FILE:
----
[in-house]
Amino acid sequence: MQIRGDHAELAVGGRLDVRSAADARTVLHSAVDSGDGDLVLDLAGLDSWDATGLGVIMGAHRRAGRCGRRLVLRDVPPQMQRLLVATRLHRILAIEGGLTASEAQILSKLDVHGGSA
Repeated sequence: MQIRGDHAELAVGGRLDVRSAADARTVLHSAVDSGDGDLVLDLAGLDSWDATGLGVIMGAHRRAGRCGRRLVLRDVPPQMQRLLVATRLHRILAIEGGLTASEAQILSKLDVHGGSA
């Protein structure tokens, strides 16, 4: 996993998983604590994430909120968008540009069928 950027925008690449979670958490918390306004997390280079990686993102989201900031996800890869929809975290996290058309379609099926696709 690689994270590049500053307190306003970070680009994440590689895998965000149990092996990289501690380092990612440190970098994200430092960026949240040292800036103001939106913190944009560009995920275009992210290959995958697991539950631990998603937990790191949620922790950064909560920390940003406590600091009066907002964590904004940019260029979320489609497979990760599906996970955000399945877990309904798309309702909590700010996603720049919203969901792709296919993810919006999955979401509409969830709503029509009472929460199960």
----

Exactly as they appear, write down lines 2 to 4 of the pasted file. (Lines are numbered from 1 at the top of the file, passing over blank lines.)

Amino acid sequence: MQIRGDHAELAVGGRLDVRSAADARTVLHSAVDSGDGDLVLDLAGLDSWDATGLGVIMGAHRRAGRCGRRLVLRDVPPQMQRLLVATRLHRILAIEGGLTASEAQILSKLDVHGGSA
Repeated sequence: MQIRGDHAELAVGGRLDVRSAADARTVLHSAVDSGDGDLVLDLAGLDSWDATGLGVIMGAHRRAGRCGRRLVLRDVPPQMQRLLVATRLHRILAIEGGLTASEAQILSKLDVHGGSA
């Protein structure tokens, strides 16, 4: 996993998983604590994430909120968008540009069928 950027925008690449979670958490918390306004997390280079990686993102989201900031996800890869929809975290996290058309379609099926696709 690689994270590049500053307190306003970070680009994440590689895998965000149990092996990289501690380092990612440190970098994200430092960026949240040292800036103001939106913190944009560009995920275009992210290959995958697991539950631990998603937990790191949620922790950064909560920390940003406590600091009066907002964590904004940019260029979320489609497979990760599906996970955000399945877990309904798309309702909590700010996603720049919203969901792709296919993810919006999955979401509409969830709503029509009472929460199960």